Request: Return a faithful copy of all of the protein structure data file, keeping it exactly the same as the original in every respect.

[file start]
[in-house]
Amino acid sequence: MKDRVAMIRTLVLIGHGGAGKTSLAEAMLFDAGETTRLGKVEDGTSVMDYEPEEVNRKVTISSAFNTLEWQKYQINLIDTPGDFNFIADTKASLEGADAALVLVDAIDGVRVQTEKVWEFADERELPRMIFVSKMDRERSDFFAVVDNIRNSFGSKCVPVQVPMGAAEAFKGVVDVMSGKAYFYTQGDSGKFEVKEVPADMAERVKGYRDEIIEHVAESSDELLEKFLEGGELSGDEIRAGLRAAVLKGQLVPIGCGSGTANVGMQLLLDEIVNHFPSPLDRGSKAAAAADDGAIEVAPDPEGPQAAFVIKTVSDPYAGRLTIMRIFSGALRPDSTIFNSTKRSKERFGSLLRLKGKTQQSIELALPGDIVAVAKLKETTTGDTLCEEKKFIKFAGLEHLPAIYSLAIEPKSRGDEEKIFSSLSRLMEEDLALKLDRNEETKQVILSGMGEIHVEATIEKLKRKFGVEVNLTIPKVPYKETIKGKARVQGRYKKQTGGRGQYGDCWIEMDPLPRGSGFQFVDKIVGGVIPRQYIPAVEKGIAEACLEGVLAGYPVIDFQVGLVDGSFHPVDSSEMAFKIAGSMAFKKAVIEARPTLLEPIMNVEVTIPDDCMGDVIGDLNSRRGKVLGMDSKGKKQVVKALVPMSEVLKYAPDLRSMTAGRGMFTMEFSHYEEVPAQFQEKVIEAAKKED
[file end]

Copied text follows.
[in-house]
Amino acid sequence: MKDRVAMIRTLVLIGHGGAGKTSLAEAMLFDAGETTRLGKVEDGTSVMDYEPEEVNRKVTISSAFNTLEWQKYQINLIDTPGDFNFIADTKASLEGADAALVLVDAIDGVRVQTEKVWEFADERELPRMIFVSKMDRERSDFFAVVDNIRNSFGSKCVPVQVPMGAAEAFKGVVDVMSGKAYFYTQGDSGKFEVKEVPADMAERVKGYRDEIIEHVAESSDELLEKFLEGGELSGDEIRAGLRAAVLKGQLVPIGCGSGTANVGMQLLLDEIVNHFPSPLDRGSKAAAAADDGAIEVAPDPEGPQAAFVIKTVSDPYAGRLTIMRIFSGALRPDSTIFNSTKRSKERFGSLLRLKGKTQQSIELALPGDIVAVAKLKETTTGDTLCEEKKFIKFAGLEHLPAIYSLAIEPKSRGDEEKIFSSLSRLMEEDLALKLDRNEETKQVILSGMGEIHVEATIEKLKRKFGVEVNLTIPKVPYKETIKGKARVQGRYKKQTGGRGQYGDCWIEMDPLPRGSGFQFVDKIVGGVIPRQYIPAVEKGIAEACLEGVLAGYPVIDFQVGLVDGSFHPVDSSEMAFKIAGSMAFKKAVIEARPTLLEPIMNVEVTIPDDCMGDVIGDLNSRRGKVLGMDSKGKKQVVKALVPMSEVLKYAPDLRSMTAGRGMFTMEFSHYEEVPAQFQEKVIEAAKKED